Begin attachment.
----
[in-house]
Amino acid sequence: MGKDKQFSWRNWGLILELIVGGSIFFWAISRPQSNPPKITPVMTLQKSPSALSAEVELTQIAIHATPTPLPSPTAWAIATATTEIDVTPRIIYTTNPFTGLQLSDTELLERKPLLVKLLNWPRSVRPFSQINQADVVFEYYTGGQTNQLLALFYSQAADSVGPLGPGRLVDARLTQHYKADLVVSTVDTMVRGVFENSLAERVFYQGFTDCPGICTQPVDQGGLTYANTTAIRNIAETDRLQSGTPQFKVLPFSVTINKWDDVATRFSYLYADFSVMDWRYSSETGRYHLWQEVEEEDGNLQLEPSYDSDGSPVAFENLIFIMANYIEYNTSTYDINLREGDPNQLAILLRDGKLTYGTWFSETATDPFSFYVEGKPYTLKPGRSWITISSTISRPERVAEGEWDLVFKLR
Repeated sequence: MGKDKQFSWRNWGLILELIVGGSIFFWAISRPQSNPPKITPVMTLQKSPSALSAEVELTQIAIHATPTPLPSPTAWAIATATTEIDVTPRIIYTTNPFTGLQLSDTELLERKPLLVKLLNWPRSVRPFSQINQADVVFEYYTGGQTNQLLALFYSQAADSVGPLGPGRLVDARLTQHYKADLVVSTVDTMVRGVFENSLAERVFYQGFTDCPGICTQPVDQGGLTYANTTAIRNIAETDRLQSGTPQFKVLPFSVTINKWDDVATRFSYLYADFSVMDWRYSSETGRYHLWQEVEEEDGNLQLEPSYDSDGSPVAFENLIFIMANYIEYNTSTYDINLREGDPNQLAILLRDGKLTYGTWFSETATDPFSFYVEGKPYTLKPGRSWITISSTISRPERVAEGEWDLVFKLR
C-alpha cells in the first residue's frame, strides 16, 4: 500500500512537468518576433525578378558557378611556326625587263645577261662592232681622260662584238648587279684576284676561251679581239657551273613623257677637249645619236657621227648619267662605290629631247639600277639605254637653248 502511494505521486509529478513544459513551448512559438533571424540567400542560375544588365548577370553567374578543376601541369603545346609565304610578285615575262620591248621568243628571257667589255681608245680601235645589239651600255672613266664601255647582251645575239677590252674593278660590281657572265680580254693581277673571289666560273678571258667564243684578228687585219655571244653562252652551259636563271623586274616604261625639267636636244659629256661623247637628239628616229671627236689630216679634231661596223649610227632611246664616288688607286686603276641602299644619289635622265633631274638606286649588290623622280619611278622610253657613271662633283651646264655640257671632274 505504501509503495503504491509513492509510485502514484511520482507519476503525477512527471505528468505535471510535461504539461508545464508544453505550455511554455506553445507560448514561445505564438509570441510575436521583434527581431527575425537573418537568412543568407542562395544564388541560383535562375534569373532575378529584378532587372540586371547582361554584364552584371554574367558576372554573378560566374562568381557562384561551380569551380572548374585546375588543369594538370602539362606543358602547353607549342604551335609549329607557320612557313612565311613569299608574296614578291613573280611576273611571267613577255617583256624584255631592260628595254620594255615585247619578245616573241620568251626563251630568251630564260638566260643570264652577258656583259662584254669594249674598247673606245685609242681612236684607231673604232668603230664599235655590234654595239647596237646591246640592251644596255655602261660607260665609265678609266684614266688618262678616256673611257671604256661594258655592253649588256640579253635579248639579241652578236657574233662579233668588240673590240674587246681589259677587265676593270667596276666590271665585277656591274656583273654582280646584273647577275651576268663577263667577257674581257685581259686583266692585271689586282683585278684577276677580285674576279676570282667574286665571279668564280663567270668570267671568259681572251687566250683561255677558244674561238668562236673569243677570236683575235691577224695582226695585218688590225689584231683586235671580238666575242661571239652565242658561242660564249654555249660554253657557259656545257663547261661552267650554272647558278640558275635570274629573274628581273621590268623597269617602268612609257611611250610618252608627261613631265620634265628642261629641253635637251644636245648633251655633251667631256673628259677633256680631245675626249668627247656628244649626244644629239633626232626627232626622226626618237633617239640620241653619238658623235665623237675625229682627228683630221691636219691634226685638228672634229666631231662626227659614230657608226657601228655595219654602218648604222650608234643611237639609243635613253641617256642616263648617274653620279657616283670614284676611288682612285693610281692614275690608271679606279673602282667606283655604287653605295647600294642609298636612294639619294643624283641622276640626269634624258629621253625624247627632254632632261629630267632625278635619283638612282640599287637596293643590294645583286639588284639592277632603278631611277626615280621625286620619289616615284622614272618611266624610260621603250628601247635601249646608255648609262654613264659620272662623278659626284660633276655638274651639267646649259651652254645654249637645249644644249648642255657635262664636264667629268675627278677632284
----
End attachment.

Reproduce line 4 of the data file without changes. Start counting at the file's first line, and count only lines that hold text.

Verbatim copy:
C-alpha cells in the first residue's frame, strides 16, 4: 500500500512537468518576433525578378558557378611556326625587263645577261662592232681622260662584238648587279684576284676561251679581239657551273613623257677637249645619236657621227648619267662605290629631247639600277639605254637653248 502511494505521486509529478513544459513551448512559438533571424540567400542560375544588365548577370553567374578543376601541369603545346609565304610578285615575262620591248621568243628571257667589255681608245680601235645589239651600255672613266664601255647582251645575239677590252674593278660590281657572265680580254693581277673571289666560273678571258667564243684578228687585219655571244653562252652551259636563271623586274616604261625639267636636244659629256661623247637628239628616229671627236689630216679634231661596223649610227632611246664616288688607286686603276641602299644619289635622265633631274638606286649588290623622280619611278622610253657613271662633283651646264655640257671632274 505504501509503495503504491509513492509510485502514484511520482507519476503525477512527471505528468505535471510535461504539461508545464508544453505550455511554455506553445507560448514561445505564438509570441510575436521583434527581431527575425537573418537568412543568407542562395544564388541560383535562375534569373532575378529584378532587372540586371547582361554584364552584371554574367558576372554573378560566374562568381557562384561551380569551380572548374585546375588543369594538370602539362606543358602547353607549342604551335609549329607557320612557313612565311613569299608574296614578291613573280611576273611571267613577255617583256624584255631592260628595254620594255615585247619578245616573241620568251626563251630568251630564260638566260643570264652577258656583259662584254669594249674598247673606245685609242681612236684607231673604232668603230664599235655590234654595239647596237646591246640592251644596255655602261660607260665609265678609266684614266688618262678616256673611257671604256661594258655592253649588256640579253635579248639579241652578236657574233662579233668588240673590240674587246681589259677587265676593270667596276666590271665585277656591274656583273654582280646584273647577275651576268663577263667577257674581257685581259686583266692585271689586282683585278684577276677580285674576279676570282667574286665571279668564280663567270668570267671568259681572251687566250683561255677558244674561238668562236673569243677570236683575235691577224695582226695585218688590225689584231683586235671580238666575242661571239652565242658561242660564249654555249660554253657557259656545257663547261661552267650554272647558278640558275635570274629573274628581273621590268623597269617602268612609257611611250610618252608627261613631265620634265628642261629641253635637251644636245648633251655633251667631256673628259677633256680631245675626249668627247656628244649626244644629239633626232626627232626622226626618237633617239640620241653619238658623235665623237675625229682627228683630221691636219691634226685638228672634229666631231662626227659614230657608226657601228655595219654602218648604222650608234643611237639609243635613253641617256642616263648617274653620279657616283670614284676611288682612285693610281692614275690608271679606279673602282667606283655604287653605295647600294642609298636612294639619294643624283641622276640626269634624258629621253625624247627632254632632261629630267632625278635619283638612282640599287637596293643590294645583286639588284639592277632603278631611277626615280621625286620619289616615284622614272618611266624610260621603250628601247635601249646608255648609262654613264659620272662623278659626284660633276655638274651639267646649259651652254645654249637645249644644249648642255657635262664636264667629268675627278677632284